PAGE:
Vitello Tonnato

“In our Cascina we are cold in the winter and hot in the summer.  In our Cascina the walls and windows are where they have always been since they were thoughtfully placed 400 years ago to help heat in the cold Piedmont winters and keep us cool in the hot summers.  In our Cascina the cracks and imperfections are the beautiful fine lines in an old man's face that speaks of his life and uniqueness.  In our Cascina we hear our village church bells every hour and half hour that let us know when it is time to wake up, time for lunch and time to come in from the fields.  In our Cascina we can almost hear the stars with the silence that surrounds us… with a background melody of all the wild animals that happily play in our hills.  In our Cascina everything that we can harvest from our own land, from hare and boar, to the vines and wild hops and field greens, we do.  In our Cascina the recipes don’t change, they are passed from one generation to the next, and they are comprised of only ingredients we can find here.  In our Cascina nothing is wasted, and everything we can put back into our land we do.  In our Cascina wine is made as it was once upon a time… and the vines and fields are not farmed ‘conventionally, or organically, or biodynamically, or sustainably,’ but like everything else here… as it has been done by generations and generations that came before us, historically.”

Five years ago, when I had a newborn and a 22 month old I wrote the above bit.  The idea was to start a blog about our Cascina and all the faces and people that pass through our doors from all over the world. If I had been wiser, I would have kept a diary in these 13 years… a real one, not the one we all see on Fake book or Insta-Ham every day.  In this particular dream, I would then turn my written memories into a book some time in the future, when my time would someday be mine again.  Not the “eat pray love” kind, instead a book about what it is really like to immerse yourself in a different culture, in a village of 70 people where no one speaks your language, and all the wonderful as well as incredibly challenging things that come along with that.  Mine could be called; “struggle - eat too much – drink too much - repeat.”   Anyway, look out for that in the fall of 2116!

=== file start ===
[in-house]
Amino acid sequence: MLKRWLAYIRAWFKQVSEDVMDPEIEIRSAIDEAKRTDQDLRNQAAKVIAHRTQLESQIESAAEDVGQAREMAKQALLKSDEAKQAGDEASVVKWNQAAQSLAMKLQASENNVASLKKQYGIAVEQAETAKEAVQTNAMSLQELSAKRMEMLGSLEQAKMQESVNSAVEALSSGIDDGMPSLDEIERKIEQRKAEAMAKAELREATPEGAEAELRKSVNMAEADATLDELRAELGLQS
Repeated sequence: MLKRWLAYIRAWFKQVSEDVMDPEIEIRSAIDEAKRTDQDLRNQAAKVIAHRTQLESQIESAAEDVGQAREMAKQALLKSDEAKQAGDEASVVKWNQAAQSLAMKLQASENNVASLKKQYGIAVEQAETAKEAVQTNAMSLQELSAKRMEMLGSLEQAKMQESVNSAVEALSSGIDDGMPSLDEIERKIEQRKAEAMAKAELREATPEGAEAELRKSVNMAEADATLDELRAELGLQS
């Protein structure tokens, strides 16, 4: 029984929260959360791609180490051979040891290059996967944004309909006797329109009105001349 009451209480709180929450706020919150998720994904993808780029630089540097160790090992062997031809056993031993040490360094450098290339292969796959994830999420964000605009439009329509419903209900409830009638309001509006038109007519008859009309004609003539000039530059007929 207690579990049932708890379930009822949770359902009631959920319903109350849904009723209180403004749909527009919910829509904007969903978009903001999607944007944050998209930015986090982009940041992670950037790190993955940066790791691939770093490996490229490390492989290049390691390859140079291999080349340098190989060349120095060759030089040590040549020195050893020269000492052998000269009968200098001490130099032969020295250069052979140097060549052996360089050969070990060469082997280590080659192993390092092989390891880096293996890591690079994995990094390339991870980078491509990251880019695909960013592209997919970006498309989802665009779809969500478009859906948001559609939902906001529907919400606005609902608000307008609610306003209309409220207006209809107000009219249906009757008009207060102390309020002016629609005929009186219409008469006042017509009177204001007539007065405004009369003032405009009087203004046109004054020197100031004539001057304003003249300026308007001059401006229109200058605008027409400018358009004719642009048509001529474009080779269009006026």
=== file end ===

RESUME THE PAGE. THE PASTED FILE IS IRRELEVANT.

So, no, I’m still not going to start a blog because between a wine company, a winery, and now a Steiner school in our backyard, as well as our two boys… my time is still not mine.  However, I am going to start writing here on our website about some of my favorite local foods, Piemontese idiosyncrasies and life in a centuries old village in the hills of Monferrato with a growing group of ex-pats, together with all the indigenous families building back up this little Montaldo community.  

Obviously, these little blurbs will be sandwiched between more ‘professional’ pieces about wines (ok, maybe not professional, but about wine).

A few years back, while strolling up our only street in Montaldo with one of the many guests that we used to entertain on a weekly if not daily basis before Covid, (this particular one from the US), we both stopped spontaneously and simultaneously to take in the view.  The valley of rolling hills below us, spotted with century old hilltop villages and churches, with no major highway to be seen, becomes it’s most stunning when the majestic Alps show their rugged and snowcapped slopes.  With the Piemontese weather, we get to see that view only once in a while… maybe a few times a month if we are lucky.  The famous Piemontese nebbia rolls in about now and makes the view even more rare until the spring months…
That day it had rained the night before, which clears the foschia normally blocking our view, and it felt like if we stared hard enough we’d be able to see goats on the sides of the mountains, one of the sharpest shots of those I had seen in a long time of the Alpi Graie and Pennine… it seemed if I stretched enough I would be able to touch the Matterhorn with the tips of my fingers.

The Alps seen from Montaldo

My US guest turned to me and said, “so I guess you are just immune to all this by now…” sweeping her hand gesturing to the postcard perfect image in front of us.  The comment made me smile big because in that instant I realized it was one of the things that after 13 years of living in the ‘romantic’ Italian countryside, I was not immune to.  Anytime we are given the gift of a mountain view, I stop and stare.